Honourable but not right—I accept that. The figures from NHS England itself suggest a drop in nursing applications of at least 20% to 25%.


The hon. Lady must have access to figures that my Department and I do not have. My information is that we have yet to receive any formal numbers from UCAS; there may be some early indications, but they do not represent the actual numbers. We will just have to wait for them. There is no point in speculating any further.

A number of hon. Members mentioned the potential impact of Brexit on EU staff, who currently represent a significant number of the professionals working in the NHS. Some 43,000 non-UK-born nationals work in the NHS—about 15% of the workforce—and about half of them come from the EU. It is very important that none of those staff are unnecessarily concerned about their future. The Prime Minister has sought to make it clear on several occasions that she wants to protect the status of EU nationals who are already living here and that the only circumstances in which that would not be possible would be those in which the rights of British citizens living in EU member states were not protected in return. We wish to provide as much reassurance as we can, both to NHS workers and to their employers, that they have a constructive future here in the UK.

However, it is important that we move towards a self-sustaining workforce. Frankly, that is at the heart of the reason behind the change in funding for nursing places, which is to bring nurses in line with doctors and those doing other degrees in England, so that from this autumn onwards they receive funding through student loans rather than bursaries.


The Minister is right to highlight the increases in many staff numbers across the NHS. He will also be aware that because of the increased focus on quality of care, many trusts have had to acknowledge that they did not have enough staff in the first place. If there are enough staff working in the NHS at the moment, why is the locum bill about £3 billion a year?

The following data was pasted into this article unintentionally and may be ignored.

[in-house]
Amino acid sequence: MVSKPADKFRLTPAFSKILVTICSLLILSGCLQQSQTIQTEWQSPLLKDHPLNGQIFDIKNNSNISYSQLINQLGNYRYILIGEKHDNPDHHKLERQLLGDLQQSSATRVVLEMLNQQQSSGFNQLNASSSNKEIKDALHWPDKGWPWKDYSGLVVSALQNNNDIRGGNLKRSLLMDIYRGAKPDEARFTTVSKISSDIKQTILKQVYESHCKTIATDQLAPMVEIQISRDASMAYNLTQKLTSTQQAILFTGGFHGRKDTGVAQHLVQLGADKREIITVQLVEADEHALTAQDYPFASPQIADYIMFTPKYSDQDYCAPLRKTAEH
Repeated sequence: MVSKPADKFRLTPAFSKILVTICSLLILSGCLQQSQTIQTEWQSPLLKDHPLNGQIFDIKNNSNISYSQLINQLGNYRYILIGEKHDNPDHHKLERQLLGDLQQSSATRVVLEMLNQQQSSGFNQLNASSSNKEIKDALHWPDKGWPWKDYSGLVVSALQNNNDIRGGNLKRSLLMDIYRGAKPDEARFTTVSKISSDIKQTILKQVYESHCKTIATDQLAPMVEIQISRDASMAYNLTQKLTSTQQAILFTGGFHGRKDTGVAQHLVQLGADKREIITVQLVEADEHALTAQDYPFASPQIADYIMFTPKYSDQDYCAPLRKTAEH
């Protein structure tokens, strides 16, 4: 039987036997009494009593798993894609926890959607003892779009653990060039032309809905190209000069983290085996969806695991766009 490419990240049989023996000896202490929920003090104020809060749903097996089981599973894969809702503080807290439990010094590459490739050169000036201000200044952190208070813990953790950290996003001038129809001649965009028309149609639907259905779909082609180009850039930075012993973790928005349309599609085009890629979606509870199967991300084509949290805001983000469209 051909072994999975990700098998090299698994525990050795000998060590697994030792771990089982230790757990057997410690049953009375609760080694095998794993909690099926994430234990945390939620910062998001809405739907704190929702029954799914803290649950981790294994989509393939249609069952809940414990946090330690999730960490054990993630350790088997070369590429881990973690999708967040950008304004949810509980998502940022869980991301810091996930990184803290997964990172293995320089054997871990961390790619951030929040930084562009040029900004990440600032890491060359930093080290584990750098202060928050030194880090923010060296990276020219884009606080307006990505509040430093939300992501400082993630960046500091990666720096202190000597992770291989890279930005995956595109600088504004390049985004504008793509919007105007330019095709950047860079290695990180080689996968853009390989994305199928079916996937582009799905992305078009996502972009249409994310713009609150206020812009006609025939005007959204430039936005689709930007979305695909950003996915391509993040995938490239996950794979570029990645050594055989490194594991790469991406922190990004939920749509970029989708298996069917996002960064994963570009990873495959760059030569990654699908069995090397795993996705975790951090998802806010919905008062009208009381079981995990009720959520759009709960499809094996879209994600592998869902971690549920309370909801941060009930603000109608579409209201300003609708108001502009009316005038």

I will come on to agencies shortly. I am not denying that there are vacancies within the NHS, but my point is that there has been and continues to be a significant investment in increasing the number of people working in the NHS, which was not the impression that other hon. Members gave.


I have listened very carefully to the Minister, but I have to tell him that nursing staff, midwives and others in the nursing profession—certainly those in Northern Ireland who have contacted me—feel very demoralised by the attitude that the Government have held for several years. People in the nursing profession do a wonderful job and perform a great service for us all and for our families and friends when we have accidents or are ill, and the Government really must recognise their sense of demoralisation. If the Government will not change their policy on pay restraint—the Minister has already hinted that they will not—what steps will they take to address the serious problem of low morale in the nursing profession?


Obviously I cannot speak about circumstances in Northern Ireland, because we do not have responsibility for that. As I develop my remarks, I will go on to explain some of the things that we are doing to ensure that people who work in the NHS feel valued, as the hon. Lady asked, and get the kind of motivation that encourages them to get out of bed every morning and come into work day in, day out.




I will make some progress.

We recognise that the NHS faces a number of very challenging pressures: not just the ageing population, but the expectations of the public, who rightly demand quality personalised care at home or in hospital every day, not just from Monday to Friday. Those pressures will not be resolved just through pay, but by engaging with staff as they adapt and respond to new ways of working, including by introducing change that comes with scientific development and by supporting them through appropriate training and development.